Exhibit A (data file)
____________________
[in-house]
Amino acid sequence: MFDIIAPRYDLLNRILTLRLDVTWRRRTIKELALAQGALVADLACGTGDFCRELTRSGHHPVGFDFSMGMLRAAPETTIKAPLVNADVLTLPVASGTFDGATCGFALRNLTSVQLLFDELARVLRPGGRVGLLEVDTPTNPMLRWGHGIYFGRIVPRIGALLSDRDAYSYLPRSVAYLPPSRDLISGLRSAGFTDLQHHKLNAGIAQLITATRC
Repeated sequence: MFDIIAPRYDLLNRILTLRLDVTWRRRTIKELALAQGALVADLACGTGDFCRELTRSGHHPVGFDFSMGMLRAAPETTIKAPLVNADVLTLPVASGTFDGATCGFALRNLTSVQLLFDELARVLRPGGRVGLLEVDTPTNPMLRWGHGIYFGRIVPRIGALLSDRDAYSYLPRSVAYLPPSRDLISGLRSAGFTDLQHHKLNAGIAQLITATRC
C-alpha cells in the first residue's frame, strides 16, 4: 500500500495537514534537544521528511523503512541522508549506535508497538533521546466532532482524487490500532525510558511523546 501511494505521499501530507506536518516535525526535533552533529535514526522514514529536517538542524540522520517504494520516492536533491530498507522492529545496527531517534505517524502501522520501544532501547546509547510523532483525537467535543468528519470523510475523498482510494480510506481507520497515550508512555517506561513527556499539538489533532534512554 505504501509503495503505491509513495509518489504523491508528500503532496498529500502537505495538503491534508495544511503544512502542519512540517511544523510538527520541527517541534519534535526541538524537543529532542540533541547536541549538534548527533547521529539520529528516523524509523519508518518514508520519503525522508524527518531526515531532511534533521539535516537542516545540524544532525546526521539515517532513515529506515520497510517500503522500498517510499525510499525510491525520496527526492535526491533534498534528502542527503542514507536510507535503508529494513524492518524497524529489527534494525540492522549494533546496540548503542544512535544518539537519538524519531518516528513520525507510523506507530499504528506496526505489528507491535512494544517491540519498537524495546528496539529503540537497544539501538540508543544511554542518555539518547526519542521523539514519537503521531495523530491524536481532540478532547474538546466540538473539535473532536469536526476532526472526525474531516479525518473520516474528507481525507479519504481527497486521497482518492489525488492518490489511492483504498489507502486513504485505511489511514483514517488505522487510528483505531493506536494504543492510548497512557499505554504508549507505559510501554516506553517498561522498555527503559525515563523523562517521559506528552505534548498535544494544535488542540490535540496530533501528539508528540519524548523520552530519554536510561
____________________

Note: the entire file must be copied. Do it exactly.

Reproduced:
[in-house]
Amino acid sequence: MFDIIAPRYDLLNRILTLRLDVTWRRRTIKELALAQGALVADLACGTGDFCRELTRSGHHPVGFDFSMGMLRAAPETTIKAPLVNADVLTLPVASGTFDGATCGFALRNLTSVQLLFDELARVLRPGGRVGLLEVDTPTNPMLRWGHGIYFGRIVPRIGALLSDRDAYSYLPRSVAYLPPSRDLISGLRSAGFTDLQHHKLNAGIAQLITATRC
Repeated sequence: MFDIIAPRYDLLNRILTLRLDVTWRRRTIKELALAQGALVADLACGTGDFCRELTRSGHHPVGFDFSMGMLRAAPETTIKAPLVNADVLTLPVASGTFDGATCGFALRNLTSVQLLFDELARVLRPGGRVGLLEVDTPTNPMLRWGHGIYFGRIVPRIGALLSDRDAYSYLPRSVAYLPPSRDLISGLRSAGFTDLQHHKLNAGIAQLITATRC
C-alpha cells in the first residue's frame, strides 16, 4: 500500500495537514534537544521528511523503512541522508549506535508497538533521546466532532482524487490500532525510558511523546 501511494505521499501530507506536518516535525526535533552533529535514526522514514529536517538542524540522520517504494520516492536533491530498507522492529545496527531517534505517524502501522520501544532501547546509547510523532483525537467535543468528519470523510475523498482510494480510506481507520497515550508512555517506561513527556499539538489533532534512554 505504501509503495503505491509513495509518489504523491508528500503532496498529500502537505495538503491534508495544511503544512502542519512540517511544523510538527520541527517541534519534535526541538524537543529532542540533541547536541549538534548527533547521529539520529528516523524509523519508518518514508520519503525522508524527518531526515531532511534533521539535516537542516545540524544532525546526521539515517532513515529506515520497510517500503522500498517510499525510499525510491525520496527526492535526491533534498534528502542527503542514507536510507535503508529494513524492518524497524529489527534494525540492522549494533546496540548503542544512535544518539537519538524519531518516528513520525507510523506507530499504528506496526505489528507491535512494544517491540519498537524495546528496539529503540537497544539501538540508543544511554542518555539518547526519542521523539514519537503521531495523530491524536481532540478532547474538546466540538473539535473532536469536526476532526472526525474531516479525518473520516474528507481525507479519504481527497486521497482518492489525488492518490489511492483504498489507502486513504485505511489511514483514517488505522487510528483505531493506536494504543492510548497512557499505554504508549507505559510501554516506553517498561522498555527503559525515563523523562517521559506528552505534548498535544494544535488542540490535540496530533501528539508528540519524548523520552530519554536510561